September 24, 2017

Beat the Blerch Half Marathon

My return to running had started to have an effect on my mental state, but now the physical test was here, ready or not.

I arrived at the start early, as I always like to do. I hate being late in general, but especially on race day, I want a nice buffer of time. Time to take care of parking, pottying, etc. Time to stretch out, wander around, take in the energy of the crowd. Time to find a little clarity and determination of mind.

As mentioned in the previous post, the event would have couches, Nutella and cake at the water stations. If that wasn't enough, you could make yourself a burritoughnut before heading out. After grabbing a warmed doughnut, you can add more treats like bacon, potato chips and/or Gummi bears and then wrap it all up in a tortilla. It sounded like a recipe for hurling at the first mile marker, so I passed.

The event included a full marathon, half marathon and a 10k. The marathoners had already taken off by the time I arrived, and the 10k runners would start after we did. Everyone ran on the same trail, so they set us out in small groups to try and avoid congestion. I queued up in the first half marathon group and just in case anyone regretted not grabbing some sugar before starting, a guy dressed up as a Blerch was throwing marshmallows into the crowd. 

Though I was pretty unprepared, and the event was a little goofy, I was going to do my best with what I brought to the start line. I was hoping to get in under two hours and would have been pretty happy with something closer to 1:55. There is certainly a big mental factor to these longer events, and I felt like I had the right frame of mind going in. No pressure, just a day on the roads with strangers as friends.

The route is almost entirely along a wooded trail. The first mile or so included a gravel path along the river before joining up with what I assume is rails to trails conversion. After a few miles, the runners spread out into their own paces and I ended up running along with a handful of people. The morning was cool and calm, and running through the woods was peaceful.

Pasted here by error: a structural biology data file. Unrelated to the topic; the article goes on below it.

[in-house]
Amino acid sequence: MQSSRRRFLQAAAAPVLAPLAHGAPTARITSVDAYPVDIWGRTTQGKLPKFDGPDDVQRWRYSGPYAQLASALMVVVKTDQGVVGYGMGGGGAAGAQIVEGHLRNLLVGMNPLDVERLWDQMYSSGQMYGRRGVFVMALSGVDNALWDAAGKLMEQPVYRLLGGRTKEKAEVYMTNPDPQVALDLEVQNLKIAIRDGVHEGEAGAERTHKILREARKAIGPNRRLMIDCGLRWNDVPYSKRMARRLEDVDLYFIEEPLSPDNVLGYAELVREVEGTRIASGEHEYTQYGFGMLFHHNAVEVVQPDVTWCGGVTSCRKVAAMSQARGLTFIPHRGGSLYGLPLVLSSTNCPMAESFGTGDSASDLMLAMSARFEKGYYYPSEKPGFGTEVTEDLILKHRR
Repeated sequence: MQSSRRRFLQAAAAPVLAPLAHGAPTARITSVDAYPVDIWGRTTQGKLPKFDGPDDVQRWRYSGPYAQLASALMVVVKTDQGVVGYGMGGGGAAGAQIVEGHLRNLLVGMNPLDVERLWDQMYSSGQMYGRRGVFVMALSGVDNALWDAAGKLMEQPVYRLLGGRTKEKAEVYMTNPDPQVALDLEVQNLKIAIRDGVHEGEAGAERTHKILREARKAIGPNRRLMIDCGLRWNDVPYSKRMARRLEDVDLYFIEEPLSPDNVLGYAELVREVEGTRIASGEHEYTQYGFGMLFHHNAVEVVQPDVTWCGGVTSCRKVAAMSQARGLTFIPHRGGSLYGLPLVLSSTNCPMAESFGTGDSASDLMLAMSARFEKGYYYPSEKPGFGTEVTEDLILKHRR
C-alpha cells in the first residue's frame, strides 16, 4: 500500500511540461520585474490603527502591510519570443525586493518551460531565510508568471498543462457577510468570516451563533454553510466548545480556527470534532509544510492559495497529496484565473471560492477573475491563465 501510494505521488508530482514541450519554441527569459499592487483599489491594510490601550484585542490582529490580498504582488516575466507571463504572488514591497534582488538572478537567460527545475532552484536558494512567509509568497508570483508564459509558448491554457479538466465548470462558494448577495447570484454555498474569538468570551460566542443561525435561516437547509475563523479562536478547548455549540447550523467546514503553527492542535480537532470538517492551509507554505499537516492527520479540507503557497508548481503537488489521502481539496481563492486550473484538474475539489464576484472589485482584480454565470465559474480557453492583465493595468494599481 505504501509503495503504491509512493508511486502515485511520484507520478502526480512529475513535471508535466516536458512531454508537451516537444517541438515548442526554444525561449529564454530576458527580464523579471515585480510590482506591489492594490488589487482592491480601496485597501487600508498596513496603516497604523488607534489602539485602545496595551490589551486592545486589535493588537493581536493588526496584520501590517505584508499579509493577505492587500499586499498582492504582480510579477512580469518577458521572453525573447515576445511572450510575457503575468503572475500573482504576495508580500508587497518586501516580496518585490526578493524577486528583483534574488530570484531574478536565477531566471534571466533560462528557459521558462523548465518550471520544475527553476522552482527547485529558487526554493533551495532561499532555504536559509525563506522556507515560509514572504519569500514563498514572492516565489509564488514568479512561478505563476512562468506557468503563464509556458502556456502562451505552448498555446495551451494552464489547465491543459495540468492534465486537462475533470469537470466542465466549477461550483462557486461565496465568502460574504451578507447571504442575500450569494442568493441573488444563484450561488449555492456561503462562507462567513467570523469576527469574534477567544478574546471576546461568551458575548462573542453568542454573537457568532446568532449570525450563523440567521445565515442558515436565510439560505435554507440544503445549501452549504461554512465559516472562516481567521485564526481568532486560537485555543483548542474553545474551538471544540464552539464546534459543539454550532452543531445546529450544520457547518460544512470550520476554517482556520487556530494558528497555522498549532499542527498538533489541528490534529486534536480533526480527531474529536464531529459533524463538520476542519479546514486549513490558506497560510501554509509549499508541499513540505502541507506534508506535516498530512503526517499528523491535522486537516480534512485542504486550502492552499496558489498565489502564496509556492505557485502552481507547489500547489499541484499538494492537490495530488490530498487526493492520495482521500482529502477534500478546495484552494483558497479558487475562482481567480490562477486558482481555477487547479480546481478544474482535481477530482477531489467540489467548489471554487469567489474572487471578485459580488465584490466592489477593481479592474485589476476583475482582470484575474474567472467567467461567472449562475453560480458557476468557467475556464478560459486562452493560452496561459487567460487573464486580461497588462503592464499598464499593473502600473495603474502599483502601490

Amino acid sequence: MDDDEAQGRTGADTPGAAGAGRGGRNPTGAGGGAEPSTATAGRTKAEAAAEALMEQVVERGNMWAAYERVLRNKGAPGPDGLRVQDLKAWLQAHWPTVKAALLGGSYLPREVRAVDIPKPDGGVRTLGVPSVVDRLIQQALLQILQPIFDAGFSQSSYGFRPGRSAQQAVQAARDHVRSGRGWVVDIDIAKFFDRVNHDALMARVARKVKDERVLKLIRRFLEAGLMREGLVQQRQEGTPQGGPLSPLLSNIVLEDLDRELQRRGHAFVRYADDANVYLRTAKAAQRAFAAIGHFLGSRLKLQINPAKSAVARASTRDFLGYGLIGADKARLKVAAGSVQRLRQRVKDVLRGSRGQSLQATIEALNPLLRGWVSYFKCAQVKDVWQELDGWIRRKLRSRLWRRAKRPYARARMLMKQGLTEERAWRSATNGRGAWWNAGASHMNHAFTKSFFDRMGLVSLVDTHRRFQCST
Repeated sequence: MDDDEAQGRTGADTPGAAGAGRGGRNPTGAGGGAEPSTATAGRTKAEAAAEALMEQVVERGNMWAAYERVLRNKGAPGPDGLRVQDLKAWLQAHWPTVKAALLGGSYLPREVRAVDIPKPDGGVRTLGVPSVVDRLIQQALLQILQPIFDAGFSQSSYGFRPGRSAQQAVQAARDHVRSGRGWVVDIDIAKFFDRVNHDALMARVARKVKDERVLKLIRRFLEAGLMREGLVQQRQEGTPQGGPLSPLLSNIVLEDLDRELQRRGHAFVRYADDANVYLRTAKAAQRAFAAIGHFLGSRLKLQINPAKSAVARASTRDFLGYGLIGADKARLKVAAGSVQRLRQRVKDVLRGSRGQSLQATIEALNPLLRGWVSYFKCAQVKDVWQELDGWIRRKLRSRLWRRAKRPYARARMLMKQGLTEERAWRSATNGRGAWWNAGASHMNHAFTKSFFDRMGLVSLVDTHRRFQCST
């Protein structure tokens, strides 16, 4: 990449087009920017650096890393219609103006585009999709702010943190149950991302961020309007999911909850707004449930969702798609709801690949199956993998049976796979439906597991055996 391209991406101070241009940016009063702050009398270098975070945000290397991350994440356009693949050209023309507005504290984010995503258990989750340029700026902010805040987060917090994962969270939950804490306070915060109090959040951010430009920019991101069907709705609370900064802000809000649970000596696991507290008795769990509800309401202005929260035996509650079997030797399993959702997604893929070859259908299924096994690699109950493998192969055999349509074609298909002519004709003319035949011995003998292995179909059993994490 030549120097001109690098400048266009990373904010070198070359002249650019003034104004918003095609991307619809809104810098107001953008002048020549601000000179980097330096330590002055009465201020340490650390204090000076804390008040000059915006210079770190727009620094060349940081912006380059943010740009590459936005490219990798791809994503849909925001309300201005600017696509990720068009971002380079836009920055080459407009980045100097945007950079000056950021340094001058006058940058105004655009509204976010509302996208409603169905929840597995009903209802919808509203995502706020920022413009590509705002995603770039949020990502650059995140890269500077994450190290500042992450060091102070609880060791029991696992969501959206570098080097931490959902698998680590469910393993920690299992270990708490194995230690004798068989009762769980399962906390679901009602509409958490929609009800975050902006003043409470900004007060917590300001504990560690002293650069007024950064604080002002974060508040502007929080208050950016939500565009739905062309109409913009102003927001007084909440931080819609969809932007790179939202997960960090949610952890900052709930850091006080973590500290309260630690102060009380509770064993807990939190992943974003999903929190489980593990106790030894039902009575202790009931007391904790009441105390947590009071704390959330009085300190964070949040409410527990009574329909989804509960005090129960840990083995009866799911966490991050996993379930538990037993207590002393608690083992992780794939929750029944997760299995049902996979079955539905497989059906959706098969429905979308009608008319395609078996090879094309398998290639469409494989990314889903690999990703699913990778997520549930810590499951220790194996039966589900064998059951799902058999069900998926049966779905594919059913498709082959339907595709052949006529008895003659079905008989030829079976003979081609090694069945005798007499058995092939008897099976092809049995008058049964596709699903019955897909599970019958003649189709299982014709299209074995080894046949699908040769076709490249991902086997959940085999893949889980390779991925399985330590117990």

At the first water station at mile three, there were the promised couches that the volunteers were encouraging us to take a break on. As this was an out-and-back course, I would pass by this station again at mile ten and told myself if the wheels had come off by then, I would indulge in the couch break. And maybe some Nutella.

As we moved further along the path, we caught a few of the marathoners. They had set out an hour or so earlier, and had run a side trail to add on some early miles. The marathon is certainly more than twice as challenging as the half, and I am sure it was a bit discouraging to have runners passing them by so early in their day. I was glad I was only half crazy this time.

We reached the halfway point and made our way back, but not before high-fiving the volunteer at the turnaround point. I had looked at the elevation profile of the race because I always like to know what is in store for the day. A late hill is always tough, but if at least you know it is coming, it is less discouraging. The elevation profile showed that we would be climbing in the first half and descending back down on the way home. The hill out seemed relatively gradual, but once I turned around it seemed more pronounced and that really picked up my spirits (and pace).

When I was nearing the ten mile mark, things were starting to tighten up, but I hadn't fallen apart yet. I decided I was going to resist the couch temptation and just grab some water and push on. When the stop came in view, there was a long line of 10k runners waiting to come through, and we were waved away. I couldn't have made it to the couch even if I wanted to, but they also were so busy with the 10k runners that we couldn't even get a cup of water. This was the only glitch in an otherwise nicely run event.

My calves, hamstrings and glutes continued to tighten. I had intentionally not looked at my watch all day, just wanting to run on feel and see what I could do. That said, it felt like I was doing relatively well, so I kept pressing on, riding the edge of discomfort. Each step and turn in the path brought me closer to the finish, but it also used up any dribbles of gas I had left in the tank.

Rounding the last corner I could see the finish line just that final tantalizing point-one mile away. I dug in to see if I had anything left to pick it up and finish strong. I don't know that I went any faster, but the finish line photos show that at least I looked like I was tapped out ugly. I will spare you that photo.